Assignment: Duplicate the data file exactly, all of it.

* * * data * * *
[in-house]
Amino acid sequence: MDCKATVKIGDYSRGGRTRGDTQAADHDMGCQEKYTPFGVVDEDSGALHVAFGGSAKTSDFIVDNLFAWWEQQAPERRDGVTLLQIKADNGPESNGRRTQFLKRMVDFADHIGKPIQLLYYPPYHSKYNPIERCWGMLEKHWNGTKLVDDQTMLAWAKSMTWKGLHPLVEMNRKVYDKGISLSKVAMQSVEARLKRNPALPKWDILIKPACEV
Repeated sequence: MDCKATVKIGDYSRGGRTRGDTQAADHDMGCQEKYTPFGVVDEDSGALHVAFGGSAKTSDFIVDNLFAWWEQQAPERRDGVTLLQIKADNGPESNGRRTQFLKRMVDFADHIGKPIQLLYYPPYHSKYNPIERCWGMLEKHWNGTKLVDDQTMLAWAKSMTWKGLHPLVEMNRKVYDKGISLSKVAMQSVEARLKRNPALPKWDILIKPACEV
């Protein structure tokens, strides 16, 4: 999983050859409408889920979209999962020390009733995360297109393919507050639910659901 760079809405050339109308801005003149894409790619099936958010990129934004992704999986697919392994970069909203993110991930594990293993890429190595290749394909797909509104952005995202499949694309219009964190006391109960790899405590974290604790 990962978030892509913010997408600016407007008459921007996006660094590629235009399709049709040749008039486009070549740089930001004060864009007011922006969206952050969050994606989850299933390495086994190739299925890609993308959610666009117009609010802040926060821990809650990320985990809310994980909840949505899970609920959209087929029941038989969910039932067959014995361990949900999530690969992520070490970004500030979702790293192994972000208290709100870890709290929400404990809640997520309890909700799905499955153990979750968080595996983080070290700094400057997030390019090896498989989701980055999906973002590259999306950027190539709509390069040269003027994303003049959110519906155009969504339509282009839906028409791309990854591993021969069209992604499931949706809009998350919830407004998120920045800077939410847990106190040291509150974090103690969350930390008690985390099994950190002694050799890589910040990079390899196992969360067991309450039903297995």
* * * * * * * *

[in-house]
Amino acid sequence: MDCKATVKIGDYSRGGRTRGDTQAADHDMGCQEKYTPFGVVDEDSGALHVAFGGSAKTSDFIVDNLFAWWEQQAPERRDGVTLLQIKADNGPESNGRRTQFLKRMVDFADHIGKPIQLLYYPPYHSKYNPIERCWGMLEKHWNGTKLVDDQTMLAWAKSMTWKGLHPLVEMNRKVYDKGISLSKVAMQSVEARLKRNPALPKWDILIKPACEV
Repeated sequence: MDCKATVKIGDYSRGGRTRGDTQAADHDMGCQEKYTPFGVVDEDSGALHVAFGGSAKTSDFIVDNLFAWWEQQAPERRDGVTLLQIKADNGPESNGRRTQFLKRMVDFADHIGKPIQLLYYPPYHSKYNPIERCWGMLEKHWNGTKLVDDQTMLAWAKSMTWKGLHPLVEMNRKVYDKGISLSKVAMQSVEARLKRNPALPKWDILIKPACEV
């Protein structure tokens, strides 16, 4: 999983050859409408889920979209999962020390009733995360297109393919507050639910659901 760079809405050339109308801005003149894409790619099936958010990129934004992704999986697919392994970069909203993110991930594990293993890429190595290749394909797909509104952005995202499949694309219009964190006391109960790899405590974290604790 990962978030892509913010997408600016407007008459921007996006660094590629235009399709049709040749008039486009070549740089930001004060864009007011922006969206952050969050994606989850299933390495086994190739299925890609993308959610666009117009609010802040926060821990809650990320985990809310994980909840949505899970609920959209087929029941038989969910039932067959014995361990949900999530690969992520070490970004500030979702790293192994972000208290709100870890709290929400404990809640997520309890909700799905499955153990979750968080595996983080070290700094400057997030390019090896498989989701980055999906973002590259999306950027190539709509390069040269003027994303003049959110519906155009969504339509282009839906028409791309990854591993021969069209992604499931949706809009998350919830407004998120920045800077939410847990106190040291509150974090103690969350930390008690985390099994950190002694050799890589910040990079390899196992969360067991309450039903297995």